What has been your most memorable day since working at the company?
One of the most memorable days was working with the LG&E Gas Department to make a weld repair on our gas pipeline (see photo below). What makes it so memorable is that the repair was done on a section of pipe suspended on the side of a cliff, and it was about 40 degrees outside and rainy. It was one of those projects that I’d have never gotten to witness anywhere else.
What sort of employee does particularly well at LG&E and KU?
I think to be successful at LG&E and KU, a person has to be adaptable, innovative and able to handle many different situations. I have always said that a good engineer also has to listen to the people who actually will be operating the equipment, so the ability to take all of that into account is very important too. Also, having a good sense of humor doesn’t hurt.
How does the company take care of its employees?
In a lot of ways; from compensation and benefits that are hard to beat, to initiatives to keep employees and their families healthy, to allowing us time to just have fun at work (Power of One rallies, etc.). But one of the main ways is by promoting and believing in a culture of safety, so that each employee knows that, from the CEO to an hourly contractor on his or her first day, safety is paramount.
What would you say to potential applicants to LG&E and KU?
That you’ve picked a great place to seek employment, to relax and be yourself if you are chosen to interview for a position, and to not be so nervous that you leave your car running the entire time you’re being interviewed. I know that from personal experience. Luckily, I still got the job and can laugh about it now.
What have been some of your favorite projects?
I like projects that help make a difference in the site. We just installed a system on some of our units last summer that should greatly reduce outage time and increase unit availability on our secondary fuel. Last spring, we installed new piping and valves that decreased the time it takes to switch fuels on some of our units from eight hours to about 30 minutes. We also worked with the LG&E Gas Engineering Department to install new regulators at our gas pressure reducing station, to allow for better pressure control at low flow rates. Since the installation, we have had zero unit trips due to gas pressure swings. Seeing results like that from projects you are involved in is very rewarding.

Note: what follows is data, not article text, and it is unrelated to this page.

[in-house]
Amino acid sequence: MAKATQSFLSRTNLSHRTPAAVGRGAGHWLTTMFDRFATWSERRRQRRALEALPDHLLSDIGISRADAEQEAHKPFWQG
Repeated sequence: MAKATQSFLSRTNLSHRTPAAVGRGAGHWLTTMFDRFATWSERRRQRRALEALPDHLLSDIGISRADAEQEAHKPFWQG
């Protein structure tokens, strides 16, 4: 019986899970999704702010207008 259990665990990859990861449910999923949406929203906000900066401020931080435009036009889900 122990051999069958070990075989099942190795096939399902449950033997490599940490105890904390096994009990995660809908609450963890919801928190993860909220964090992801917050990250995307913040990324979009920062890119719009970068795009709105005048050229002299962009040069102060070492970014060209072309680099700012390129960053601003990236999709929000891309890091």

How have you been able to use your engineering education on the job?
My degree in agricultural engineering has been very helpful in my current position. I get asked frequently why I am not growing corn in Iowa or building John Deere tractors, but actually the mixture of chemical and mechanical studies I completed in college has been very beneficial. Gas turbines convert chemical energy into mechanical energy, so having a solid background in both worked to my advantage.
Also, I think one of the most important things an engineer should take away from college is not necessarily all the theory, but the ability to solve problems. Sure, remembering Bernoulli’s equation may come in handy sometimes, but if all else fails you can use a textbook for that. Being able to use what you know to work out a complex, real-life problem is very important.
How does the company support its engineers?
In many different ways, including tuition assistance, career development initiatives and continuing education, to name a few. The Talent Management Department even has an “engineering toolbox” set up on the intranet to allow engineers access to all of the different support initiatives the company has set up. It makes my job much easier knowing that the company wants to see me succeed.